Repeat biopsy reported florid hyperplasia of squamous epithelium with invagination in the dermis forming nodular masses made of sheets, cell nest with large keratin pearls and keratin cyst and moderate inflammatory cell infiltrate in dermis and interstitial tissue with giant cell reaction with no evidence of dysplasia, thereby confirming the diagnosis of PEH. [1] This finding was further validated in the final histopatholgical report of the excised skin lesion [Figure 3] and [Figure 4]. The limitation in the case was that we could not elucidate the etiology.
Figure 3: Scanner view (40×) showing marked hyperplasia of stratified squamous epithelium with epidermal invagination in dermis (white arrow), forming nodular masses made of sheets with marked inflammatory cell infiltrate in the interstitium

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Figure 4: Epidermal downgrowth from the epidermis (H and E 100×)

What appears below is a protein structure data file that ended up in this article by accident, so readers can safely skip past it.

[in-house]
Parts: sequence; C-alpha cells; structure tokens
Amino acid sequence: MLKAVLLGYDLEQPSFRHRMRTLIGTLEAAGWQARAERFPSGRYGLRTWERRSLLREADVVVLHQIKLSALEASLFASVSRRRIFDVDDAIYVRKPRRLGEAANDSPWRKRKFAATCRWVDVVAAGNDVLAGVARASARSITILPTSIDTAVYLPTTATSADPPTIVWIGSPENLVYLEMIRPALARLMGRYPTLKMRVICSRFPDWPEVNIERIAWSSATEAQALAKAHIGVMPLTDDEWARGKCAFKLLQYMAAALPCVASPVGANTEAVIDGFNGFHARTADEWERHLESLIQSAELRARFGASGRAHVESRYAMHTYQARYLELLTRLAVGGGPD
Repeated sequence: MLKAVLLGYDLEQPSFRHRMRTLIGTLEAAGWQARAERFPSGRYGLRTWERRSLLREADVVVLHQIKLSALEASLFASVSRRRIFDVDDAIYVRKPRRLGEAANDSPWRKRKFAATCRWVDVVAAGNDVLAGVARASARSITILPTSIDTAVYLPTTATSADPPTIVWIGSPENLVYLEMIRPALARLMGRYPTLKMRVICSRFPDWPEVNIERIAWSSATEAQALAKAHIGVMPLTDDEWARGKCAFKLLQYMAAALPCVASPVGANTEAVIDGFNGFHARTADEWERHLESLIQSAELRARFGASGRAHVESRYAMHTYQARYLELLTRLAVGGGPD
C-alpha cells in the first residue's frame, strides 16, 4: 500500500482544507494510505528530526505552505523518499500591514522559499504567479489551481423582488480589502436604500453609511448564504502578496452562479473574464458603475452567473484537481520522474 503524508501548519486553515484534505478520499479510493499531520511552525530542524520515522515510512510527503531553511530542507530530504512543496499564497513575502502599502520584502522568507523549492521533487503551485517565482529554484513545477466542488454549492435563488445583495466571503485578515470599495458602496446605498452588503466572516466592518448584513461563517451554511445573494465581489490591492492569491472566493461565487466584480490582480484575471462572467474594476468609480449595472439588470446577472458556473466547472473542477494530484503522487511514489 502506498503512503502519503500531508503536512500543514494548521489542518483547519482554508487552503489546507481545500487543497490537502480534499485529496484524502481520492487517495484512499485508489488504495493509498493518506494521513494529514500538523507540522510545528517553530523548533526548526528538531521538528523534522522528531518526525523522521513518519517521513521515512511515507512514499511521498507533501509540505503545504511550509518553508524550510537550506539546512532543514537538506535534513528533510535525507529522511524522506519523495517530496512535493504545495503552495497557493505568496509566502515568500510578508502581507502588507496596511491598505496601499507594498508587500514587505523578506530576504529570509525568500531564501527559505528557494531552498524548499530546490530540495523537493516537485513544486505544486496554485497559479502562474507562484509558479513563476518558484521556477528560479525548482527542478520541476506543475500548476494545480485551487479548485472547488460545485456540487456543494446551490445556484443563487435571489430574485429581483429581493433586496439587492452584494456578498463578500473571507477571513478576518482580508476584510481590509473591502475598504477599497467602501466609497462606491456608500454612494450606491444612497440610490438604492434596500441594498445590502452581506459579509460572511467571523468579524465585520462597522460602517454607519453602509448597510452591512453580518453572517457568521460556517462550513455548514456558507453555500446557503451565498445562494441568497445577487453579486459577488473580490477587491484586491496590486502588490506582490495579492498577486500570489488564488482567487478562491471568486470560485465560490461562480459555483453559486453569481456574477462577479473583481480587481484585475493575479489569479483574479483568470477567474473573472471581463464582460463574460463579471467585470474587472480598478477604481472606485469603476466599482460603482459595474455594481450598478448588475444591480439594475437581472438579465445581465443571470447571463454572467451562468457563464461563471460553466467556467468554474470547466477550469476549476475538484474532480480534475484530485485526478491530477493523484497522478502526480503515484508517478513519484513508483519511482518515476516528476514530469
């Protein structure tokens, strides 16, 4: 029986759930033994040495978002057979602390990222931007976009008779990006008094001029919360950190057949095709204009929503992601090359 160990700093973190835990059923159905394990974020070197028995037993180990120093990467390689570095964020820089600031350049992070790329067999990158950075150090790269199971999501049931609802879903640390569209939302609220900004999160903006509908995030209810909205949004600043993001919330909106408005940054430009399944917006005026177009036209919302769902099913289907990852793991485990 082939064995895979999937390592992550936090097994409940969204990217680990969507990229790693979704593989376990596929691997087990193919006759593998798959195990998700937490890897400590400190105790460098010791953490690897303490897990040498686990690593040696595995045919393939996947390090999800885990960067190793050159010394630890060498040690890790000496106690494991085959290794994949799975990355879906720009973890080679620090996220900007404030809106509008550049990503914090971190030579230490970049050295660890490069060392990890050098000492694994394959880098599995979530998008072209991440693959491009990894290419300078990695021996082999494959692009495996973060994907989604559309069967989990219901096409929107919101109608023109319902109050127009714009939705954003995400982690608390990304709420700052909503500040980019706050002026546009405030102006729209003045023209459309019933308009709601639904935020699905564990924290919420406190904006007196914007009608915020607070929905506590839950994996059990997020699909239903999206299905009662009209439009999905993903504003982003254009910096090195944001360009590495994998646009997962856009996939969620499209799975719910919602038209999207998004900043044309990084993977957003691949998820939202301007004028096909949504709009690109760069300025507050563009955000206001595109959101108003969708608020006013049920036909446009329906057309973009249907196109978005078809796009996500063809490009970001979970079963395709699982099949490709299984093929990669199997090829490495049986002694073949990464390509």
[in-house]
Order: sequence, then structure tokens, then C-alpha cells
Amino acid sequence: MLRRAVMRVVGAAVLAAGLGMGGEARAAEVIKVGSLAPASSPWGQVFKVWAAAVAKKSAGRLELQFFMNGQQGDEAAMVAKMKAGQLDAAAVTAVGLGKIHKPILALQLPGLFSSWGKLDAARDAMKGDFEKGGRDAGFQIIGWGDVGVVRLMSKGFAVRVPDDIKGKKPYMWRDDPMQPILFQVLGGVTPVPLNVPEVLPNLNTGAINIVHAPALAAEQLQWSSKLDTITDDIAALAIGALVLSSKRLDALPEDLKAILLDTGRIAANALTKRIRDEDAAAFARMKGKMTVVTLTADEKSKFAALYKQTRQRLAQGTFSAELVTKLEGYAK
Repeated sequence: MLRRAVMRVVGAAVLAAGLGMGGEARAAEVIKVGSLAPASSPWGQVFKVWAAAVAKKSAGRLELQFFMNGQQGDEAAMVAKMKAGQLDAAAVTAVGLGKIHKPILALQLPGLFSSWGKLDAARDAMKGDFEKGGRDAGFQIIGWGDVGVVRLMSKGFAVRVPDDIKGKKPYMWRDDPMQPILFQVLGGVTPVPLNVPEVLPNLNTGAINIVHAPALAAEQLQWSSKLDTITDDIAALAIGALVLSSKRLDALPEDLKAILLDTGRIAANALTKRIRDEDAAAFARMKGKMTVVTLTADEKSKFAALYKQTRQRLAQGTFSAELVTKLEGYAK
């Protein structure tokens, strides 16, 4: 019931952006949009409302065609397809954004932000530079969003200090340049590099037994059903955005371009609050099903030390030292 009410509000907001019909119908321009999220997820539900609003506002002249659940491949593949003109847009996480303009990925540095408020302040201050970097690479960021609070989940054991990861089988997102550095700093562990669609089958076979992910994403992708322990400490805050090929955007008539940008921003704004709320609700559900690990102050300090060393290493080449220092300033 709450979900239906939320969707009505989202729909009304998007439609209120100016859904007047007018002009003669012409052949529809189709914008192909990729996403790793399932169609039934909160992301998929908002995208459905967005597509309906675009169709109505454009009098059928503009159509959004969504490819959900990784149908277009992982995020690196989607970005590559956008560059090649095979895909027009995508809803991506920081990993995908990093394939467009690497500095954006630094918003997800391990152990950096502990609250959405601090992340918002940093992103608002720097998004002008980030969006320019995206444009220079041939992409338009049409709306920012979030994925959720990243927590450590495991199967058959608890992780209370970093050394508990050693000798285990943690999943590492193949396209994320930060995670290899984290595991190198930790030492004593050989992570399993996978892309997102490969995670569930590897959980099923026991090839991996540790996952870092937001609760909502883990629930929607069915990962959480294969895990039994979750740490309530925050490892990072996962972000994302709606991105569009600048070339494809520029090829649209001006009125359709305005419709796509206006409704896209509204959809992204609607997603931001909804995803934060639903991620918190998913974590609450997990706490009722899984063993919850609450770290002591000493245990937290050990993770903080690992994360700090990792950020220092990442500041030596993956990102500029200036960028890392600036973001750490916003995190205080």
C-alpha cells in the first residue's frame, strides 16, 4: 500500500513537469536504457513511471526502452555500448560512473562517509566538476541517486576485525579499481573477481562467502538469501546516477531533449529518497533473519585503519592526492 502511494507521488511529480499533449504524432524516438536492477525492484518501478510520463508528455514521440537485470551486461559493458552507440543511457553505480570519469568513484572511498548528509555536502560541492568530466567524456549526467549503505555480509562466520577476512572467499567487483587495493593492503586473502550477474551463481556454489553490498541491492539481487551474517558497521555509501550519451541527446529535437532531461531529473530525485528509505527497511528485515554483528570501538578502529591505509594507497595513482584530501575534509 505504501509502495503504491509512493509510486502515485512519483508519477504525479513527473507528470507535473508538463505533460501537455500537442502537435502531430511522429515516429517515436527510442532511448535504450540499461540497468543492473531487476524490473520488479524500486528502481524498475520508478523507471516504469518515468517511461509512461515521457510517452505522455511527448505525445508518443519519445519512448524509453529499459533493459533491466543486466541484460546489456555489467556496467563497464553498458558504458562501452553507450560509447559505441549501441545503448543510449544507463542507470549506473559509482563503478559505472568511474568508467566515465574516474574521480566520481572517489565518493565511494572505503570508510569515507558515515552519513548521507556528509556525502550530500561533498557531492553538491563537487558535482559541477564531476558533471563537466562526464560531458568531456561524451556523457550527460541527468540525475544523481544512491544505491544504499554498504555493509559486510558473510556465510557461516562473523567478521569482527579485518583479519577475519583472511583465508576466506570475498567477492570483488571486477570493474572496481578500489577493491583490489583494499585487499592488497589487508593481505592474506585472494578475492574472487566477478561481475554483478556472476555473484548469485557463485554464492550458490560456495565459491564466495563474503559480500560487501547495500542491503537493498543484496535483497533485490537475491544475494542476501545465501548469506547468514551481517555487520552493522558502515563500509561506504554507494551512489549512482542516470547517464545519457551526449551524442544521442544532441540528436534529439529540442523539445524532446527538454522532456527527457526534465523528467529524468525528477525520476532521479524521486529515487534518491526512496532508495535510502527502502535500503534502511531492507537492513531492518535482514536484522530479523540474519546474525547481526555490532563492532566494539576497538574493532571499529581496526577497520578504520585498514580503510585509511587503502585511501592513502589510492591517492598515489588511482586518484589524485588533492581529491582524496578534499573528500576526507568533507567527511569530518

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PEH is a benign condition and can be managed with surgical excision with adequate margin and antibiotics, hence it has to be differentiated from other mimickers of SCC both benign and malignant. [11]

PEH is a benign condition which has to be differentiated from SCC, as the treatment and prognosis for the patient changes. Erroneous diagnosis of malignancy will lead to radical surgery and surgery-related morbidity. Limitations of biopsy should be kept in mind and a strong clinico-pathological correlation is required with selective need for deeper biopsy to arrive at a final diagnosis before planning on surgical management.

   References Top

Zayour M, Lazova R. Pseudoepitheliomatous hyperplasia: A review. Am J Dermatopathol 2011;33:112-26.  Back to cited text no. 1
Calhoun KH, Wagner RF Jr, Kumar D, Hokanson JA. Pseudoepitheliomatous hyperplasia mistaken for cancer after delayed reconstruction. South Med J 1995;88:454-7.  Back to cited text no. 2